Toxic gases have no mandated monitoring regulations in place, but they fall under the auspices of the Occupational Health and Safety Administration (OSHA). OSHA does not actively regulate toxic gases but can levy fines if AFV facilities release or mishandle toxic gases. For that reason, and for overall safety reasons, AFV facilities should monitor toxic as well as combustible gases.

Major codes governing natural gas vehicle (NGV) and AFV facilities include the following:

– NFPA 52 (2013): Vehicular Gaseous Fuel Systems Code
– NFPA 30A (2012): Code for Motor Fuel Dispensing Facilities and Repair Garages
– NFPA 88A (2015): Standards for Parking Structures
– NFPA 70 (2014): National Electrical Code
– NFPA 59 (2015): Utility Liquefied Petroleum Plant Code
– NFPA 59A (2013): Standard for the Production, Storage, and Handling of LNG
– International Mechanical Code (IMC 2012)
– International Building Code (IBC 2012)
– International Energy Conservation Code (IECC 2012)

One of the key codes affecting AFV maintenance facilities is the International Fire Code, IFC 2012. IFC 2012 section 2311.7 requires “performance-approved” combustible gas detection equipment for non-odorized gases. In particular, IFC 2012 specifies the following:

– 2311.7.1.1 Design: Describes ventilation requirements
– 2311.7.2 Gas detection system: Applies to flammable gas detection in repair garages
– 2311.7.2.1 System design: Deals with approval and calibration of the flammable gas detection system
– 2311.7.2.2 Operation: Outlines how the gas detection system should operate

Two unique approvals are necessary for signaling devices (e.g., gas system controllers, alarm boxes) and combustible gas detectors to be compliant with AFV code regulations: UL 2017 and UL 2075.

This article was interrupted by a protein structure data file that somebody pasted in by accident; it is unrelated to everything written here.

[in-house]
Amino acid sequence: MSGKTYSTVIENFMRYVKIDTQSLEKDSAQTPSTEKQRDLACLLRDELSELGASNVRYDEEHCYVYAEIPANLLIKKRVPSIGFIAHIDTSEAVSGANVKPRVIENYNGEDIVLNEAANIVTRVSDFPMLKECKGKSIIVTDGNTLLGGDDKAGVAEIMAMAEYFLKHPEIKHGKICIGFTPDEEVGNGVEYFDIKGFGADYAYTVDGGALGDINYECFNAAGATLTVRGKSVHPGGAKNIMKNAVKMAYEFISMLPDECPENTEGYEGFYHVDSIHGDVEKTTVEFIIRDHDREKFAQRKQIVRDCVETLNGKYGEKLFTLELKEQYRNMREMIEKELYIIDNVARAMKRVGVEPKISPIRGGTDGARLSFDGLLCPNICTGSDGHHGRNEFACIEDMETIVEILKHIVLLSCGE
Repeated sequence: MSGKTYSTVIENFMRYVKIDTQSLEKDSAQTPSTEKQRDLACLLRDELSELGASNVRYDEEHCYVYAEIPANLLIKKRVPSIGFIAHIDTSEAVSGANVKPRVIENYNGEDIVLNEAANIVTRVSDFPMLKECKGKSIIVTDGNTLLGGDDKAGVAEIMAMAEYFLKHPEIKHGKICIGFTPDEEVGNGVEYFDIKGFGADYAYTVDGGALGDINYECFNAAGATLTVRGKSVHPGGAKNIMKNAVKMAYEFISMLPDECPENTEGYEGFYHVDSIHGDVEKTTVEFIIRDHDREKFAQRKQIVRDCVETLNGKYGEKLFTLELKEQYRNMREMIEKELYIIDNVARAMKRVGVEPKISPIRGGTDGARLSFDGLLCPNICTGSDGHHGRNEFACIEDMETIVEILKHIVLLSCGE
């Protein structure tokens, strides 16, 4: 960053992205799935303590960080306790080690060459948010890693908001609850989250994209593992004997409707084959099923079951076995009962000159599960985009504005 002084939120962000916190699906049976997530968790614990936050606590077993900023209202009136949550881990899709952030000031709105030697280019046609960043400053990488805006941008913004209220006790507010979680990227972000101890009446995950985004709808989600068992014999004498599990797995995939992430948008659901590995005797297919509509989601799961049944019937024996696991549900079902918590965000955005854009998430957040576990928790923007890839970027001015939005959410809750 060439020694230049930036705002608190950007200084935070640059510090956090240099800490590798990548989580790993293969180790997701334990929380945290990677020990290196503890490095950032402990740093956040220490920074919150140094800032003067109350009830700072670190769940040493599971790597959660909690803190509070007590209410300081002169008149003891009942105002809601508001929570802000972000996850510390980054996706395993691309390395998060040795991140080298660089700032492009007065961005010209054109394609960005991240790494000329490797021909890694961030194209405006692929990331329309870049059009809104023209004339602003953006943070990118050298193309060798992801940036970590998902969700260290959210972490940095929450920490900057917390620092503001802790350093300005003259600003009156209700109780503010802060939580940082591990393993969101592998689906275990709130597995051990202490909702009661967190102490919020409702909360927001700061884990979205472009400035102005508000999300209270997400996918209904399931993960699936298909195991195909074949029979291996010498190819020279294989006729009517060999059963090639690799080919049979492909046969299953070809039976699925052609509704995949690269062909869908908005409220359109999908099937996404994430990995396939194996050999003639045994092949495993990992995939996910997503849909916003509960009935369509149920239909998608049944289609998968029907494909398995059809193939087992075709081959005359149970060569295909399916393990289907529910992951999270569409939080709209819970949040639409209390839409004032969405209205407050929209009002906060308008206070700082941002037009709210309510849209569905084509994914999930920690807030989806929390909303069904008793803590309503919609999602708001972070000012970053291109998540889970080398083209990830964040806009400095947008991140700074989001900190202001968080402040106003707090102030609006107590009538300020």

UL 2017, a safety location approval, encompasses safety requirements for signaling devices intended for emergency or non-emergency use, used in indoor and/or outdoor locations, and where applicable, installed and used in accordance with the National Electric Code, NFPA 70.

UL 2075, a performance-based approval, encompasses the standards outlined in ANSI/ISA 12.13.01-2003 – Performance Requirements for Combustible Gas Detectors – and meets the requirements of International Fire Code (IFC) 2012, Section 2311.7, a code used by safety-conscious organizations for applications such as repairing facilities for lighter-than-air fueled vehicles.

Remember, too, that a local Authority Having Jurisdiction (AHJ), such as a fire marshal or municipal code enforcer, might have additional requirements beyond these codes, including codes adopted voluntarily by states and local municipalities. Consequently, it’s important to consult with all pertinent AHJs before undertaking facility modifications.

Important approvals and certifications such as UL 2017, UL 2075, and the NFPA and IFC specifications help AFV facilities conform to code regulations, which increases worker and plant safety. Facility managers must also realize that inspection and approval processes – by official facility inspectors, such as the AHJ – is greatly simplified when installed solutions carry these approvals.

Local authorities might not have yet interpreted and implemented specific codes for hazardous gas detection, but it’s likely that they will eventually. And even if they don’t, it’s better for AFV facilities to take the initiative and install proper gas detection equipment – both to stay ahead of the regulations and to act responsibly toward worker and public safety. Taking a little extra time to make sure that the gas and fire detection equipment installed will perform as needed, when it really counts, can make all the difference.

Corey Miller is application manager at Sierra Monitor Corp. in Milpitas, Calif.  SMC addresses the facilities-management market with Industrial Internet of Things solutions that connect and protect high-value assets. Contact Miller at